COVID-19 and Disenfranchised Grief
- 1Center for Research in Neuropsychology and Cognitive and Behavioral Intervention, Faculty of Psychology and Educational Sciences, University of Coimbra, Coimbra, Portugal
- 2Clinical, Research and Training Center “PIN—em todas as fases da vida”, Lisbon, Portugal
- 3HEI-Lab, Universidade Lusófona, Lisbon, Portugal
- 4Behavioral and Social Sciences Department, Cooperativa de Ensino Superior Politécnico e Universitário (CESPU), Porto, Portugal
- 5Center for Grief and Trauma Psychology, Centro de Psicologia do Trauma e do Luto (CPTL), Porto, Portugal
Although death is an inherent part of life, for many it is a terrifying event, which awareness is often to be avoided at all costs (1). However, with the daily updates of COVID-19 cases and deaths, the confrontation with human mortality and physical fragility is unavoidable. Over 100 million confirmed cases and over 2 million confirmed deaths worldwide have been recorded (2). The COVID-19 pandemic is a health crisis unprecedented in contemporary history.
Furthermore, an estimate of 9 bereaved family members results from each COVID-19 death (3). Recent evidence indicates that, due to the circumstances in which deaths in the COVID era occur—unexpected and shocking deaths, social distancing, restrictions in visits in healthcare facilities and in funerals—another epidemic is on the rise: prolonged grief disorder (PGD) [e.g., (4)]. PGD is characterized by persistent and pervasive longing for, or preoccupation with the lost one, as well as severe emotional pain (such as, guilt, anger, or sadness), difficulty accepting the death, emotional numbness, a sense that a part of them has been lost, an inability to experience positive mood and difficulty participating in social activities (International Classification of Diseases-11, (5)).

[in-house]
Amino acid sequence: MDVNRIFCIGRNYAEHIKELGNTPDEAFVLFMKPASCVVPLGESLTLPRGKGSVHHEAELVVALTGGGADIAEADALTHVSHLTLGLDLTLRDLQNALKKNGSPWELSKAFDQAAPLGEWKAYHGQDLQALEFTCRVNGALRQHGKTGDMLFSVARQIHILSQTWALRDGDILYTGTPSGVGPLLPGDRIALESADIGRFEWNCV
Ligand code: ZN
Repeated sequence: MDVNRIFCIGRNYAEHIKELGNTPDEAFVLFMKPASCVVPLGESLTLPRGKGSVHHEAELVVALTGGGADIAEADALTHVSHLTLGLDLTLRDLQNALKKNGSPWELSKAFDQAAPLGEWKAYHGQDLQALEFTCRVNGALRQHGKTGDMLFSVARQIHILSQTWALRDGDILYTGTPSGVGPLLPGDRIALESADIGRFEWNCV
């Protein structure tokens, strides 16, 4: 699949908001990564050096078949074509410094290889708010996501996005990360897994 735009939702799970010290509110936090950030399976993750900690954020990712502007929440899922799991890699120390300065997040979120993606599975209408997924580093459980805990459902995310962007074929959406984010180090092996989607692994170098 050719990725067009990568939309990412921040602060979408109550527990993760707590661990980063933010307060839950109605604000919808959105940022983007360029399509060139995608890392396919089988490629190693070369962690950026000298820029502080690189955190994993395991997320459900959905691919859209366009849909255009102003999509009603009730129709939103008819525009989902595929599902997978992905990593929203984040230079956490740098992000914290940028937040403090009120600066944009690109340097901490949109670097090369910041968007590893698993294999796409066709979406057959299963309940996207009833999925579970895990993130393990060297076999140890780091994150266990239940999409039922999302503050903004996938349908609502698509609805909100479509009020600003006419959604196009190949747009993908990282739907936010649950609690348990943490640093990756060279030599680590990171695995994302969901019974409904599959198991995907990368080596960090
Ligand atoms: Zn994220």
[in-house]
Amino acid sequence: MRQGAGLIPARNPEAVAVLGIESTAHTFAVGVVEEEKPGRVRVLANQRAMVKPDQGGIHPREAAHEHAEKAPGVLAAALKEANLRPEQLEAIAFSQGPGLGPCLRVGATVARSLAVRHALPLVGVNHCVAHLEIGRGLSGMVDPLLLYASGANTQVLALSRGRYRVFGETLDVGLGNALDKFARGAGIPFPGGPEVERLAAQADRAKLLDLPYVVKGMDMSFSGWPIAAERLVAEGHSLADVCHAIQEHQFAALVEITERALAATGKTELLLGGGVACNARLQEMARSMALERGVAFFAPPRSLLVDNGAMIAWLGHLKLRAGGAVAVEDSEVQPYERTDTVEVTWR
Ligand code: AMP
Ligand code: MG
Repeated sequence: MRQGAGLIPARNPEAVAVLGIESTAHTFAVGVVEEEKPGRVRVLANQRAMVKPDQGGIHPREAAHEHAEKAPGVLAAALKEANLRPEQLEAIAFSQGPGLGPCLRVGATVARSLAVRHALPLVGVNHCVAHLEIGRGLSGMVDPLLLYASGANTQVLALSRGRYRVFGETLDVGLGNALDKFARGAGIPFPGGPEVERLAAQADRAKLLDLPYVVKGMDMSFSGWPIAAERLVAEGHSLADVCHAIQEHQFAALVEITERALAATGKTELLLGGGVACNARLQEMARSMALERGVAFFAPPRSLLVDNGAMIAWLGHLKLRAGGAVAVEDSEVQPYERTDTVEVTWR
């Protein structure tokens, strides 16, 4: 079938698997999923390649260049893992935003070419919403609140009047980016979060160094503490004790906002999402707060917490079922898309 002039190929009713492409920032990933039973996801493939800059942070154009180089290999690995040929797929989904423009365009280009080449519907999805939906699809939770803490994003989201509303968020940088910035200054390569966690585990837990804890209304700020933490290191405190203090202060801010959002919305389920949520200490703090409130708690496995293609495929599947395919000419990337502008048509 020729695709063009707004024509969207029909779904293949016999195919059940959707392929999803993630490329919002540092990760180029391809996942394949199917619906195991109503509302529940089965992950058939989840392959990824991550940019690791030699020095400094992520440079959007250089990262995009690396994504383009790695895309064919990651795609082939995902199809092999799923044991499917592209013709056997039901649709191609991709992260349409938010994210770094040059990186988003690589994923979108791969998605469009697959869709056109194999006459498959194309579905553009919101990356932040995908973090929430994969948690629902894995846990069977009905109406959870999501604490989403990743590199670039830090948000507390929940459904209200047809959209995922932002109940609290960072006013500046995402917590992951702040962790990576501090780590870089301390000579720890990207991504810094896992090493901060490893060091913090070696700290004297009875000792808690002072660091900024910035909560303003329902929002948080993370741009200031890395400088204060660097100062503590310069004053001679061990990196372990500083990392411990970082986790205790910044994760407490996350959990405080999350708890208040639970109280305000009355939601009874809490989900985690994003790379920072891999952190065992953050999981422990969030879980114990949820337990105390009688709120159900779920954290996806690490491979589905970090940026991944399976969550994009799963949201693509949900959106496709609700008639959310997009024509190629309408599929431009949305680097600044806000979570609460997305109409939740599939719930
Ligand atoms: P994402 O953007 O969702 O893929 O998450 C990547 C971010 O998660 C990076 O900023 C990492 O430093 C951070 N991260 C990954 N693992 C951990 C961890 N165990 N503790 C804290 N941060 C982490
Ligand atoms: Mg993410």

With each death that occurs, there are loved ones who will be deeply impacted by the loss, particularly at a time when, due to sanitary restrictions, they may experience limited autonomy, and resourcefulness when coping with their grief. The awareness of these limitations heighten the risk of grievers experiencing their grief as disenfranchised to a degree.
Kenneth Doka first formally introduced the notion of disenfranchised grief in 1989 and defined it as the process in which the loss is felt as not being “openly acknowledged, socially validated, or publicly mourned” (1989, p. xv). This experience of grief might pose difficulties in terms of emotional processing and expression, as one may not recognize his/her right to grieve, and in terms of social support, by diminishing the opportunity to freely express their emotions, and to obtain expressions of compassion and support (6).
Given the challenges that the disenfranchisement of grief might add to the bereavement experience, it is important to reflect on the risk for this experience in the context of the COVID-19 circumstances. In this opinion paper we aim to frame this in light of the felt limitations in autonomy and resourcefulness in the COVID-19 bereaved, either imposed externally, or internally (self-disenfranchisement).
Disenfranchisement Imposed Externally